In the last year, the narrator of 10:04 has enjoyed unexpected literary success, has been diagnosed with a potentially fatal heart condition, and has been asked by his best friend to help her conceive a child, despite his dating a rising star in the visual arts. In a New York of increasingly frequent super storms and political unrest, he must reckon with his biological mortality, the possibility of a literary afterlife, and the prospect of (unconventional) fatherhood in a city that might soon be under water.
"Too Much of Himself"
Adam Gordon is a brilliant, if highly unreliable, young American poet on a prestigious fellowship in Madrid, struggling to establish his sense of self and his relationship to art. Instead of following the dictates of his fellowship, Adam's 'research' becomes a meditation on the possibility of the genuine in the arts and beyond: are his relationships with the people he meets in Spain as fraudulent as he fears his poems are? Is poetry an essential art form, or merely a screen for the reader's projections?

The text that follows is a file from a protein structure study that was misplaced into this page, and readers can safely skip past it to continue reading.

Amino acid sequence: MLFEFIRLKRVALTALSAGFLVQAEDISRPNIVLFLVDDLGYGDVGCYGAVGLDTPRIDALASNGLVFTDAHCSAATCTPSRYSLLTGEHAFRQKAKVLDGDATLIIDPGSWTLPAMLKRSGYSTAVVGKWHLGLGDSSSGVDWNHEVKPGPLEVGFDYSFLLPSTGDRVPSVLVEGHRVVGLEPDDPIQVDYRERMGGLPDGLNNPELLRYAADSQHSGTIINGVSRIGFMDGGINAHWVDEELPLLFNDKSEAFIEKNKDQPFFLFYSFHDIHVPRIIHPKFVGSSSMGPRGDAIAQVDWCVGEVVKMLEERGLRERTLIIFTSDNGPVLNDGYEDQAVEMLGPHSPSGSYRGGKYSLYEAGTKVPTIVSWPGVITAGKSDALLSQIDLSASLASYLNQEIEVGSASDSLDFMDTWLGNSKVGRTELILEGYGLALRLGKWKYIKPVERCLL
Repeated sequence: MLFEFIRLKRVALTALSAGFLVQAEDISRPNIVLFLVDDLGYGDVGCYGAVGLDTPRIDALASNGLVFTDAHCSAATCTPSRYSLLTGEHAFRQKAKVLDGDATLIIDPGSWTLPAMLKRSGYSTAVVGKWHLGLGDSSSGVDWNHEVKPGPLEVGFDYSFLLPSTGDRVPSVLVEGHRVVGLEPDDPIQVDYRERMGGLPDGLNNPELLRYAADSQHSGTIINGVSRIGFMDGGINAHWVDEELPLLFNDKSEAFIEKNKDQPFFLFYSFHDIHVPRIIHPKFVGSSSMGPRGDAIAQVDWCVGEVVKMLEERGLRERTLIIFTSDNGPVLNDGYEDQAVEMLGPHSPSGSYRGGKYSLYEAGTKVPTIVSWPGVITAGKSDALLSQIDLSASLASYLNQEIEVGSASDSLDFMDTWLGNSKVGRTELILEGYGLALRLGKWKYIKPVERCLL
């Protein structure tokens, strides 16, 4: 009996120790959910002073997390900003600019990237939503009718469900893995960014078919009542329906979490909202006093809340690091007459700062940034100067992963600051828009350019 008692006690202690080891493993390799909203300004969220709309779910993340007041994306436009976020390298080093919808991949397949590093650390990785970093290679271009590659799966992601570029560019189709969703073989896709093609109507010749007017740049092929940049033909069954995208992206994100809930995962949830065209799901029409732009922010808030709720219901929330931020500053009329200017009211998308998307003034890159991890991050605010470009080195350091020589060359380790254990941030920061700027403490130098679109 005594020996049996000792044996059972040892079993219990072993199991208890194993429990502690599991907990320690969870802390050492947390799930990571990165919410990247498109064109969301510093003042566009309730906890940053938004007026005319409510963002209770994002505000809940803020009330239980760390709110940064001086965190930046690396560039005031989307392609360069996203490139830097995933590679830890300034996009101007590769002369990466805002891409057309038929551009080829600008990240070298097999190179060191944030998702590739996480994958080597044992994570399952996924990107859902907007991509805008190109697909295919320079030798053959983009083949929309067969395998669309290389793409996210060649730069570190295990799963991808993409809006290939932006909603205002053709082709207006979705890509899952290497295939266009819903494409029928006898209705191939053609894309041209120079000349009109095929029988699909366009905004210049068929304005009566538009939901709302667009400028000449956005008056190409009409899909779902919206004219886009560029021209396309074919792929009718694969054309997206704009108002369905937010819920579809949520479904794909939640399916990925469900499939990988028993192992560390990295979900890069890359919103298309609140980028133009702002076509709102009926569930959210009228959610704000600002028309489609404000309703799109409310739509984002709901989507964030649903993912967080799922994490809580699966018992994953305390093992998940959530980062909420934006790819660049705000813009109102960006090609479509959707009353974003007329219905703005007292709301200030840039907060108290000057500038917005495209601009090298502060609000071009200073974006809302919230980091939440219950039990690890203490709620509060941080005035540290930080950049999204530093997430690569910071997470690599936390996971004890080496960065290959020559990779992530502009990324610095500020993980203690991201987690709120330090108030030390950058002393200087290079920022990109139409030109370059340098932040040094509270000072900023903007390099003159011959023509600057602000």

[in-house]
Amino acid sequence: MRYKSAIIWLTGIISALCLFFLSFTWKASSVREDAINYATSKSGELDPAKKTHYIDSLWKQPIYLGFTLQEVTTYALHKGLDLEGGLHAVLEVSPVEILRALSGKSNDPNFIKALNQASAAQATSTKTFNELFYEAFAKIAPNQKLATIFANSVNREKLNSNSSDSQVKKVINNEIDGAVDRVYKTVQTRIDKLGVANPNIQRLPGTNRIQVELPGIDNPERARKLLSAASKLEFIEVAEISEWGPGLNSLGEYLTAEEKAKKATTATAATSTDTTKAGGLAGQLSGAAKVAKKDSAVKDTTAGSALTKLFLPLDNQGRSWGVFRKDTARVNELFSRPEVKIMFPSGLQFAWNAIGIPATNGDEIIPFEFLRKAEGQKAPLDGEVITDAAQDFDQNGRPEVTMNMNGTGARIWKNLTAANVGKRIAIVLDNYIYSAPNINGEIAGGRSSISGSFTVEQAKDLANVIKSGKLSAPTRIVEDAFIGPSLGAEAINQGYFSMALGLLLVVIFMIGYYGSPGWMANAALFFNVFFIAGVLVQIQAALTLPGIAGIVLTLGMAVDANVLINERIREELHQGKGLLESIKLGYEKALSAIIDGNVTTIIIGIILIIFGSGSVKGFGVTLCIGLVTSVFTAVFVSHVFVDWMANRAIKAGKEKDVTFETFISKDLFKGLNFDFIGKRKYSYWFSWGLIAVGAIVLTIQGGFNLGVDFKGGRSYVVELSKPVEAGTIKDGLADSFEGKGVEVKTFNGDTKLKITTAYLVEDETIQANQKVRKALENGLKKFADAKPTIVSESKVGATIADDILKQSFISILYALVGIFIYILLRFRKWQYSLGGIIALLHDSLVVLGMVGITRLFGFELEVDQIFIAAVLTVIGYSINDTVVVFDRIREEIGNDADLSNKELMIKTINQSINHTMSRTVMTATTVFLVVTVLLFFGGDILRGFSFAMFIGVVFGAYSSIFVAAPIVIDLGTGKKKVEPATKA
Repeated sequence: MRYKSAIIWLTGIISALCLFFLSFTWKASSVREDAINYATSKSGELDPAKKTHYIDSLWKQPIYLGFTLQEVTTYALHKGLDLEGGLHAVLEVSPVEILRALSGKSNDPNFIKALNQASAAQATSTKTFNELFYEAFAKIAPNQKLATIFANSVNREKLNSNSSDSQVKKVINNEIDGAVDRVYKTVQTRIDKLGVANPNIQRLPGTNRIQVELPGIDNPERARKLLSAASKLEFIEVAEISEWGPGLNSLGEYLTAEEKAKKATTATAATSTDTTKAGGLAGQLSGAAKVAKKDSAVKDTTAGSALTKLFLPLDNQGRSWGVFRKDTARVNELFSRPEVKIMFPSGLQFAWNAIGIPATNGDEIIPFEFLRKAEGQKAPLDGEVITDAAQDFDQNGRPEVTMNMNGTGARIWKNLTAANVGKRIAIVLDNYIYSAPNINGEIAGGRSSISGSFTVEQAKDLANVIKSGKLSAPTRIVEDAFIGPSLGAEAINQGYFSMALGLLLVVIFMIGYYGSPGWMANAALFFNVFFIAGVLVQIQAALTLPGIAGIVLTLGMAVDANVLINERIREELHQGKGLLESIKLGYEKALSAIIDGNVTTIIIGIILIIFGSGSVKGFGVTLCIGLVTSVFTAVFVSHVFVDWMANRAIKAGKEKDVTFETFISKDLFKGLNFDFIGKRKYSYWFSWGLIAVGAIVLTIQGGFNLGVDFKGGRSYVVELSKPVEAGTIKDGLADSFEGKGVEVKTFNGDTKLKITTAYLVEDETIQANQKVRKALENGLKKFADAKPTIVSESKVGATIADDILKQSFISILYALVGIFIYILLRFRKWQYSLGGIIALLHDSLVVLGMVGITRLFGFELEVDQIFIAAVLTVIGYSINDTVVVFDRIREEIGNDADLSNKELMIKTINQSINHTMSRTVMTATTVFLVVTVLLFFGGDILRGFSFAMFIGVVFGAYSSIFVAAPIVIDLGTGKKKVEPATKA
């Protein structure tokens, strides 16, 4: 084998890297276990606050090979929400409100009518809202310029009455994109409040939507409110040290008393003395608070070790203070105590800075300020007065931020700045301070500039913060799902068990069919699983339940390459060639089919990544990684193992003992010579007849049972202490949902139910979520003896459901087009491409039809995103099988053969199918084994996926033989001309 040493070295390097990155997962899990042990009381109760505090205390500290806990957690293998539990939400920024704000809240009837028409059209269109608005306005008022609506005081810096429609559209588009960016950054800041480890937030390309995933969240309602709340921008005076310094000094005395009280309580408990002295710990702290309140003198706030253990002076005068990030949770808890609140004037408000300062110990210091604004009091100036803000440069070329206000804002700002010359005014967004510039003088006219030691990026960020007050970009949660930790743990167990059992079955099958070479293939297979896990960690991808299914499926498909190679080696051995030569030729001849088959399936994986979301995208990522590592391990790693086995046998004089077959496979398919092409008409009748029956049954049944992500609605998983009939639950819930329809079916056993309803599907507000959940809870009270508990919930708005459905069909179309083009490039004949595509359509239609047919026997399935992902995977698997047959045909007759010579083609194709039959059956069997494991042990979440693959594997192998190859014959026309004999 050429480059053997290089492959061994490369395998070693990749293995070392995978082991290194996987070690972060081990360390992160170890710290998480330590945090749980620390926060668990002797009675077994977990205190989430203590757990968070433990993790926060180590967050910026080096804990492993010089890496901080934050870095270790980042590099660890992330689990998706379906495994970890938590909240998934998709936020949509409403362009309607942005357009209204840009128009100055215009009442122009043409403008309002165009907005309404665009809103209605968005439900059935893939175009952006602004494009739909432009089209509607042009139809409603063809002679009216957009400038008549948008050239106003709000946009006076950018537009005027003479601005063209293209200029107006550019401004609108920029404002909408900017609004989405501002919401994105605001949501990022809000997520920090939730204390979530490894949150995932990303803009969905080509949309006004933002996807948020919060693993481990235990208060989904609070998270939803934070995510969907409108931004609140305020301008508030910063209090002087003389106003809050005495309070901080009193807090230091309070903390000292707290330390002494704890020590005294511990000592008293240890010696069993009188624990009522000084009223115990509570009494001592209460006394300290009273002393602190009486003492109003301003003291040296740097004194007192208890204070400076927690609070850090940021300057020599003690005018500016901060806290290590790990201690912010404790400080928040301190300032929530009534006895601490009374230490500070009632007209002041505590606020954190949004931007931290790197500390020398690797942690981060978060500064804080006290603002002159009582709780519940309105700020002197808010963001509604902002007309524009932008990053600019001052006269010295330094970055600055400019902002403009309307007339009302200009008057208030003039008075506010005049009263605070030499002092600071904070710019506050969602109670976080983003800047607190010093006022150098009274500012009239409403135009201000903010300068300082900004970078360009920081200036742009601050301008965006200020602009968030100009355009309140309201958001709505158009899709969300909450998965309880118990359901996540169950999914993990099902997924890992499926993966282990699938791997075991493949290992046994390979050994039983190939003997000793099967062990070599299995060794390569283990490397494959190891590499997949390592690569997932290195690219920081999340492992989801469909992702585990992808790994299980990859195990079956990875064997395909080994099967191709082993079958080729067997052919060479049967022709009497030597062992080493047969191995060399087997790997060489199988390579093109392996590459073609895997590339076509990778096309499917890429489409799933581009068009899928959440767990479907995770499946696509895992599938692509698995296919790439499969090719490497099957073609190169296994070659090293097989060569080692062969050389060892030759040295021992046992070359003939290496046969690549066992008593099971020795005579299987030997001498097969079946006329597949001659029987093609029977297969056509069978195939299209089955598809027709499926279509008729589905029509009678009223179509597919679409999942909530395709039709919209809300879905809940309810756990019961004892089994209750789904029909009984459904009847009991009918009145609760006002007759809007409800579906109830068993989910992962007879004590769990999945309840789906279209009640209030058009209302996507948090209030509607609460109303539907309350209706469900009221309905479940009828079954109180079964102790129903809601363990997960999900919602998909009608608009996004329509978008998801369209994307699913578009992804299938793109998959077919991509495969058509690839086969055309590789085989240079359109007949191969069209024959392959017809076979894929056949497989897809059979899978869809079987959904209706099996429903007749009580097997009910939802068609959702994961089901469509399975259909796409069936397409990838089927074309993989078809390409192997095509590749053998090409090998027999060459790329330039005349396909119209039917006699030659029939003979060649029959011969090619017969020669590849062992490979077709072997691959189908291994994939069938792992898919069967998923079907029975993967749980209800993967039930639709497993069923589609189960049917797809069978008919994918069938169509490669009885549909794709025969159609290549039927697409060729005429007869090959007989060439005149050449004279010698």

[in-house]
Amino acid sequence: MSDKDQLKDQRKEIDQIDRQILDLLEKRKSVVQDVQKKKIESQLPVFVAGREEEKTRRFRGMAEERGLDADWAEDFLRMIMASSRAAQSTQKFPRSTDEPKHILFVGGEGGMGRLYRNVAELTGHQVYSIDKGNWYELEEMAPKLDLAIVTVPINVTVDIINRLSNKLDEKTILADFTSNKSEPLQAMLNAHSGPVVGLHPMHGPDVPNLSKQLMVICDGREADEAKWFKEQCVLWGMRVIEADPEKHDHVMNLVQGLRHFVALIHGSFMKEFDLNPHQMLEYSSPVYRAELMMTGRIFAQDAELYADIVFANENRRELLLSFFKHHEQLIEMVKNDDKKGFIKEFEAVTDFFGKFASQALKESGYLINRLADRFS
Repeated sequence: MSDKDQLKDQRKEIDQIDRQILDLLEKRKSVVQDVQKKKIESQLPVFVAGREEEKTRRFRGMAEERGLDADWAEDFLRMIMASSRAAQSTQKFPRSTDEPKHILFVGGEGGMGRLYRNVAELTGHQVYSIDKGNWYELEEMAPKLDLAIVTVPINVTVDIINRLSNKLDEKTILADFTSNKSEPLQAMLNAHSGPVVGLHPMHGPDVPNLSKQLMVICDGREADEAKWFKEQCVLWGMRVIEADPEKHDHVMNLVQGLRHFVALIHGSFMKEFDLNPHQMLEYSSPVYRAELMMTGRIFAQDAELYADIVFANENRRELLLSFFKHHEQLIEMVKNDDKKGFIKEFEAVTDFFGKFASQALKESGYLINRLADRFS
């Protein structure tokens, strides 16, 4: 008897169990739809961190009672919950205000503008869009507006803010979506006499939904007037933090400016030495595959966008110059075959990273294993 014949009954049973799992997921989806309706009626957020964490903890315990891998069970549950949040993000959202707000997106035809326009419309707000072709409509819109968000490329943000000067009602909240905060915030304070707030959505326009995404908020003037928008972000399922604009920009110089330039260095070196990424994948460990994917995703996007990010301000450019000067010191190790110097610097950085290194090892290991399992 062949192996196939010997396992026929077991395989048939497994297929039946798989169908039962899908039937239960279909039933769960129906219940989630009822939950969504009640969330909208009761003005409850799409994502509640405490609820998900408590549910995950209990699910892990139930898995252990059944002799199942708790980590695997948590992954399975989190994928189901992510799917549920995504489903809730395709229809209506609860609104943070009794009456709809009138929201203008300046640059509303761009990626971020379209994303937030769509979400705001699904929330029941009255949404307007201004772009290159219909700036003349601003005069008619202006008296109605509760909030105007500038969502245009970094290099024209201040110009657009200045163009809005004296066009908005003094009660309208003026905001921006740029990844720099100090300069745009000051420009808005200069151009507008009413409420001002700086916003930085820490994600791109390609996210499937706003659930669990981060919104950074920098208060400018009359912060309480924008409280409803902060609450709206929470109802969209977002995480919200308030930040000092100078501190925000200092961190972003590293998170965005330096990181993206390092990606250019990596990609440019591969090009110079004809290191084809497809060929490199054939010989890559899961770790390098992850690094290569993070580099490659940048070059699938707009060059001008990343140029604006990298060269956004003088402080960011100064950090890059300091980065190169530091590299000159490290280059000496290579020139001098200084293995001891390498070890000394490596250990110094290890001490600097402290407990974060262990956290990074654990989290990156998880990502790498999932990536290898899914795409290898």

"Captured the Challenge of second language"
In this issue: "Bill Problems" by Amy Davidson; "Citizen Khan" by Kathryn Schulz; "The Polish Rider" by Ben Lerner; "Seven People Dancing" by Langston Hughes; "Uninhabited" by Kevin Young; "Surrendering" by Ocean Vuong; and "Making the Cut" by James Wood.